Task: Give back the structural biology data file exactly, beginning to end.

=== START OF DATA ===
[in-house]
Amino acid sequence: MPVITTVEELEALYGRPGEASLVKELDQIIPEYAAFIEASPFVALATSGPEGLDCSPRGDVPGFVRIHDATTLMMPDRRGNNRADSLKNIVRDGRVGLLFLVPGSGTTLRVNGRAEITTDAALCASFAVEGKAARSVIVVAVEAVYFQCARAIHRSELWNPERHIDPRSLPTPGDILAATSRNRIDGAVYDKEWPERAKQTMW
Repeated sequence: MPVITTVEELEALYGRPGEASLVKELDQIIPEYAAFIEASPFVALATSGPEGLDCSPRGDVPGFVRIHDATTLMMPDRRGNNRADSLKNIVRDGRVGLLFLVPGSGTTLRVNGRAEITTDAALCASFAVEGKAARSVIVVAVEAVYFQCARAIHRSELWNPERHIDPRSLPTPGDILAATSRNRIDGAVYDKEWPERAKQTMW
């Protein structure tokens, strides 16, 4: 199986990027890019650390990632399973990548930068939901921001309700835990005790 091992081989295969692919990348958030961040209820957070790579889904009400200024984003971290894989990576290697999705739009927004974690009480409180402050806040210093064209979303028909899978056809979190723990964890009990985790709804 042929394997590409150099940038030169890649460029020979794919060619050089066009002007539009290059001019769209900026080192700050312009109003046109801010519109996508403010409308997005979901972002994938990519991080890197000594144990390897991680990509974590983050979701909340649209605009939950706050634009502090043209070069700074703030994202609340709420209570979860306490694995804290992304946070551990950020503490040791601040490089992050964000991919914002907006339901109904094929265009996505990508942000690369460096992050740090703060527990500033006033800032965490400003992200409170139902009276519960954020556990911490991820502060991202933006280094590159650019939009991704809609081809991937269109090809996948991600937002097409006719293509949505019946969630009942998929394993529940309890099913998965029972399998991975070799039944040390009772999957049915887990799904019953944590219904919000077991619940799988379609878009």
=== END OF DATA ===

[in-house]
Amino acid sequence: MPVITTVEELEALYGRPGEASLVKELDQIIPEYAAFIEASPFVALATSGPEGLDCSPRGDVPGFVRIHDATTLMMPDRRGNNRADSLKNIVRDGRVGLLFLVPGSGTTLRVNGRAEITTDAALCASFAVEGKAARSVIVVAVEAVYFQCARAIHRSELWNPERHIDPRSLPTPGDILAATSRNRIDGAVYDKEWPERAKQTMW
Repeated sequence: MPVITTVEELEALYGRPGEASLVKELDQIIPEYAAFIEASPFVALATSGPEGLDCSPRGDVPGFVRIHDATTLMMPDRRGNNRADSLKNIVRDGRVGLLFLVPGSGTTLRVNGRAEITTDAALCASFAVEGKAARSVIVVAVEAVYFQCARAIHRSELWNPERHIDPRSLPTPGDILAATSRNRIDGAVYDKEWPERAKQTMW
């Protein structure tokens, strides 16, 4: 199986990027890019650390990632399973990548930068939901921001309700835990005790 091992081989295969692919990348958030961040209820957070790579889904009400200024984003971290894989990576290697999705739009927004974690009480409180402050806040210093064209979303028909899978056809979190723990964890009990985790709804 042929394997590409150099940038030169890649460029020979794919060619050089066009002007539009290059001019769209900026080192700050312009109003046109801010519109996508403010409308997005979901972002994938990519991080890197000594144990390897991680990509974590983050979701909340649209605009939950706050634009502090043209070069700074703030994202609340709420209570979860306490694995804290992304946070551990950020503490040791601040490089992050964000991919914002907006339901109904094929265009996505990508942000690369460096992050740090703060527990500033006033800032965490400003992200409170139902009276519960954020556990911490991820502060991202933006280094590159650019939009991704809609081809991937269109090809996948991600937002097409006719293509949505019946969630009942998929394993529940309890099913998965029972399998991975070799039944040390009772999957049915887990799904019953944590219904919000077991619940799988379609878009």